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    Most madness is well... not dramatic. If you are doing a historical work you might take syphilis or isolation as responsible for certain habits, obsessions and such. True bipolar disorders (especially untreated ones) can show as mania. It is often the depressive states which is not seen as a disorder, but also can be. You do not need to be hallucinating to be "insane", but people generally know at least one person who is so over-the-top or down-in-the-dumps that this is the type of "madness" people see.
     
  17. The_Raven
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    The_Raven Member

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    Thing is, my MC isn't hallucinating. He is actually experiencing other peoples lives.
     
  18. Inks
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    Inks Contributing Member

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    Sorry, was more of a response to DueNorth - your case is different because it's a supernatural thing because it is known to be real. If it was not known to be real then well... it could be indistinguishable from insanity by itself.
     
    Last edited: Sep 24, 2015
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  19. DueNorth
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    DueNorth Active Member

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    What? This discussion is getting a little "crazy" now. I spent 37 years as a mental health professional. Bipolar disorder is in fact what was once referred to as manic-depressive disorder. Insanity, by both medical and legal definition would not refer to depression (unless psychotic depression a severe form of major depression), obsessions, compulsions, or other odd behavior, and does specifically refer to psychosis, not psychopathic behavior. Insanity is not oddity. It is not personality disorder, nor autism. My main point (originally in this thread) was that, although people may descend into oddity (and depression, isolation, or obsessions, could be reasons for that), they rarely if ever experience a gradual descent into insanity.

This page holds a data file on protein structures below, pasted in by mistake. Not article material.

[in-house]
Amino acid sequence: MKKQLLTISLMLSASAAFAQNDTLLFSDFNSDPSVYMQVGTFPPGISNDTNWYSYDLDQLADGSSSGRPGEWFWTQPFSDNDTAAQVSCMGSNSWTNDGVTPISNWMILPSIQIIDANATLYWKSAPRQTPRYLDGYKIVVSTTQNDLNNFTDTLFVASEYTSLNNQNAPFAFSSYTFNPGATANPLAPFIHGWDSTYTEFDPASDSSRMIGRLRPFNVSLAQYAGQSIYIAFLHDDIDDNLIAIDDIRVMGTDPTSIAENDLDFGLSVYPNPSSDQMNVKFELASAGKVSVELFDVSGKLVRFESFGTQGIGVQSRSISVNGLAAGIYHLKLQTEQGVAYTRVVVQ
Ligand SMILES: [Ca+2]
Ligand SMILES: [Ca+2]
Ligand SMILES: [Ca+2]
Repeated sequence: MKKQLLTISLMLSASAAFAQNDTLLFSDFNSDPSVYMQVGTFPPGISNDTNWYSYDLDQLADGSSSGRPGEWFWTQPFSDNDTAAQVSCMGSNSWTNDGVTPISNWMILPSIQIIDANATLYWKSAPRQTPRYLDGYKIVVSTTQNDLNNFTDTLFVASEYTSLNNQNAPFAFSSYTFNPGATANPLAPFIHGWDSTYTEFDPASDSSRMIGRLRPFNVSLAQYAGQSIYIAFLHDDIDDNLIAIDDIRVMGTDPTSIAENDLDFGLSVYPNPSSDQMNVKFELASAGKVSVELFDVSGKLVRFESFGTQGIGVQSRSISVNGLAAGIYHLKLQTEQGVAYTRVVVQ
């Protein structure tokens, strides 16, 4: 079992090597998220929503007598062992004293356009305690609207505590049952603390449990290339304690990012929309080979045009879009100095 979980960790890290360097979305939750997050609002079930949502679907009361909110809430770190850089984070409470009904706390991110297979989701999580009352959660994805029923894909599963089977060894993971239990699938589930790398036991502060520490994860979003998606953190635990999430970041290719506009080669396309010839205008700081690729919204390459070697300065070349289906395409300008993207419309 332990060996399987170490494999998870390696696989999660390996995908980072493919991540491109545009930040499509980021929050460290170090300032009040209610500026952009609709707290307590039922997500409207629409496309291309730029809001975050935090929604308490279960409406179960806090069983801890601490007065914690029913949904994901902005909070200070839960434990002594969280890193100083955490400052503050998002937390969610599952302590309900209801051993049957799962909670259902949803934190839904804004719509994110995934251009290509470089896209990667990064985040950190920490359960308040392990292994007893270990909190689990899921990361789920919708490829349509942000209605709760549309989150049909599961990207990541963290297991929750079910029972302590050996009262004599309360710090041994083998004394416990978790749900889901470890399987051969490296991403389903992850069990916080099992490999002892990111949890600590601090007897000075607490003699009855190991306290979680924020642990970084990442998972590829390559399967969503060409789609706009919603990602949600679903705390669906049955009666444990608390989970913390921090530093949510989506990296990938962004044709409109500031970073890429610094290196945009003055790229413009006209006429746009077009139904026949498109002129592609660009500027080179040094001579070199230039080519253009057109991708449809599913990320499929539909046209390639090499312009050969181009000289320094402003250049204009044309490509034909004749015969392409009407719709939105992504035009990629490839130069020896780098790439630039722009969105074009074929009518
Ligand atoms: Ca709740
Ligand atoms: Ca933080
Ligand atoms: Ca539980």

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  20. The_Raven
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    The_Raven Member

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    Very interesting. Although I'm not exactly trying to be realistic with this story.
     
  21. Ben414
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    Ben414 Contributing Member Contributor

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    I'm not saying this article is wrong (I haven't read it), but just a general word of caution for anyone looking to get accurate psychology info: Psychology Today occasionally publishes articles that contain very dubious science.
     
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  22. nhope
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    nhope Contributing Member Reviewer

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    Wait, what? You don't mix a cup of this and a pinch of that and get 'insanity'. You have to first profile your character, his environment, his relationships, his world, from where he came to where he is, and see if that is indeed the best worst thing that makes sense to happen, and it must be based on his life.